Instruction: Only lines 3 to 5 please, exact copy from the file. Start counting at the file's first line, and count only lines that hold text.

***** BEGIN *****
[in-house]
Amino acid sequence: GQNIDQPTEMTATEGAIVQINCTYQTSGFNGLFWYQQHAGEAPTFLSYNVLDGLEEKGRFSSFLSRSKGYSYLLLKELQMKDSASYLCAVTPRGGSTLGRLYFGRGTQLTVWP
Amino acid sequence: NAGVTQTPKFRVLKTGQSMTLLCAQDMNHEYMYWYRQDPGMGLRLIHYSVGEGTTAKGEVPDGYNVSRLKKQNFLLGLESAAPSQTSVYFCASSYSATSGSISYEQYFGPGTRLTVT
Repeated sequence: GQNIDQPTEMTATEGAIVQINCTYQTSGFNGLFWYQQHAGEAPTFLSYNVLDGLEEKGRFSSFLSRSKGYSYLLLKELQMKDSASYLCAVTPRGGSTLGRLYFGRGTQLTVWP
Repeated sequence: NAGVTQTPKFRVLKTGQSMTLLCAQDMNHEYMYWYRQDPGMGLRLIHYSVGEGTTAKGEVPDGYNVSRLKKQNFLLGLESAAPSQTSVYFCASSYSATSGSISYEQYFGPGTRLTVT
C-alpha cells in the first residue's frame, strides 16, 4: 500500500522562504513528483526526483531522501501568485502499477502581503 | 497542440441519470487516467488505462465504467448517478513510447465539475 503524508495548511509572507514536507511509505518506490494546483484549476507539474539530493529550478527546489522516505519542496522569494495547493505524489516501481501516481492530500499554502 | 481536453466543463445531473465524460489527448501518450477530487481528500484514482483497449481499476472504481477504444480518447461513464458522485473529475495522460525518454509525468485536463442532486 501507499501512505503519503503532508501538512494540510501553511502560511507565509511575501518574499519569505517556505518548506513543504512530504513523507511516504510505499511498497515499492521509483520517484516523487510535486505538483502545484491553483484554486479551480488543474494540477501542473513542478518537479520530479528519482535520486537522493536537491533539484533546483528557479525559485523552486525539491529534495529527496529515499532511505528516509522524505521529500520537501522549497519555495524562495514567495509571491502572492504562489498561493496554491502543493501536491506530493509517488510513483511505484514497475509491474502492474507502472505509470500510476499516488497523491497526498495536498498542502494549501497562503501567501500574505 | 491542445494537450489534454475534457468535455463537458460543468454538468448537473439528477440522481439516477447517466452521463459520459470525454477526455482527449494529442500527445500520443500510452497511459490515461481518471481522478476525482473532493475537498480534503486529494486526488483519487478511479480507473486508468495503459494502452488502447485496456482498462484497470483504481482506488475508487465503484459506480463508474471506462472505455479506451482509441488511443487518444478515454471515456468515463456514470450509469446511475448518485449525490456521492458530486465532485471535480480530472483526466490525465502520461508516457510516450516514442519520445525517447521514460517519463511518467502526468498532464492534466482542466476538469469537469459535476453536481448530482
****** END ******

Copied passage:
Amino acid sequence: NAGVTQTPKFRVLKTGQSMTLLCAQDMNHEYMYWYRQDPGMGLRLIHYSVGEGTTAKGEVPDGYNVSRLKKQNFLLGLESAAPSQTSVYFCASSYSATSGSISYEQYFGPGTRLTVT
Repeated sequence: GQNIDQPTEMTATEGAIVQINCTYQTSGFNGLFWYQQHAGEAPTFLSYNVLDGLEEKGRFSSFLSRSKGYSYLLLKELQMKDSASYLCAVTPRGGSTLGRLYFGRGTQLTVWP
Repeated sequence: NAGVTQTPKFRVLKTGQSMTLLCAQDMNHEYMYWYRQDPGMGLRLIHYSVGEGTTAKGEVPDGYNVSRLKKQNFLLGLESAAPSQTSVYFCASSYSATSGSISYEQYFGPGTRLTVT